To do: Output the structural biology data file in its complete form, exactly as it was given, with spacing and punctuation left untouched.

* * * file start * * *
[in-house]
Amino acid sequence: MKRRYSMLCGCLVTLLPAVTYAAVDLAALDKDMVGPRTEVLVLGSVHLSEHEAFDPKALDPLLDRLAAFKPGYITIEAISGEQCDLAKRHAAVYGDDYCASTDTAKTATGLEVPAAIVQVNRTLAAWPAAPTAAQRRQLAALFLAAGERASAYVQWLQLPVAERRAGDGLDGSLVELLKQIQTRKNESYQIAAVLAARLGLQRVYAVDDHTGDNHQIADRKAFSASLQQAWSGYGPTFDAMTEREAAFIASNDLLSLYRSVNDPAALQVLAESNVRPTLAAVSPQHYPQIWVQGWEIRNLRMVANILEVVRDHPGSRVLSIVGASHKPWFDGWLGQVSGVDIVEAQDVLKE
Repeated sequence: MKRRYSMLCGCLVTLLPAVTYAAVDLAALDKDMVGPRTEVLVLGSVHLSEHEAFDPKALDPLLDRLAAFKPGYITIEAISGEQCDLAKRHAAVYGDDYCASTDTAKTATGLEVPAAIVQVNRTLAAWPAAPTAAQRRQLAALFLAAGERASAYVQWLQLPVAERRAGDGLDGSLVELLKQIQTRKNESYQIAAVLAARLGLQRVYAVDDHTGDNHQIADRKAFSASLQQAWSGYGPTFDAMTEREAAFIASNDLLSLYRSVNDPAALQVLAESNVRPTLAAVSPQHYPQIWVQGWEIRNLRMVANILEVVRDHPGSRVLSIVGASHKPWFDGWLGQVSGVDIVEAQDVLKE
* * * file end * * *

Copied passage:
[in-house]
Amino acid sequence: MKRRYSMLCGCLVTLLPAVTYAAVDLAALDKDMVGPRTEVLVLGSVHLSEHEAFDPKALDPLLDRLAAFKPGYITIEAISGEQCDLAKRHAAVYGDDYCASTDTAKTATGLEVPAAIVQVNRTLAAWPAAPTAAQRRQLAALFLAAGERASAYVQWLQLPVAERRAGDGLDGSLVELLKQIQTRKNESYQIAAVLAARLGLQRVYAVDDHTGDNHQIADRKAFSASLQQAWSGYGPTFDAMTEREAAFIASNDLLSLYRSVNDPAALQVLAESNVRPTLAAVSPQHYPQIWVQGWEIRNLRMVANILEVVRDHPGSRVLSIVGASHKPWFDGWLGQVSGVDIVEAQDVLKE
Repeated sequence: MKRRYSMLCGCLVTLLPAVTYAAVDLAALDKDMVGPRTEVLVLGSVHLSEHEAFDPKALDPLLDRLAAFKPGYITIEAISGEQCDLAKRHAAVYGDDYCASTDTAKTATGLEVPAAIVQVNRTLAAWPAAPTAAQRRQLAALFLAAGERASAYVQWLQLPVAERRAGDGLDGSLVELLKQIQTRKNESYQIAAVLAARLGLQRVYAVDDHTGDNHQIADRKAFSASLQQAWSGYGPTFDAMTEREAAFIASNDLLSLYRSVNDPAALQVLAESNVRPTLAAVSPQHYPQIWVQGWEIRNLRMVANILEVVRDHPGSRVLSIVGASHKPWFDGWLGQVSGVDIVEAQDVLKE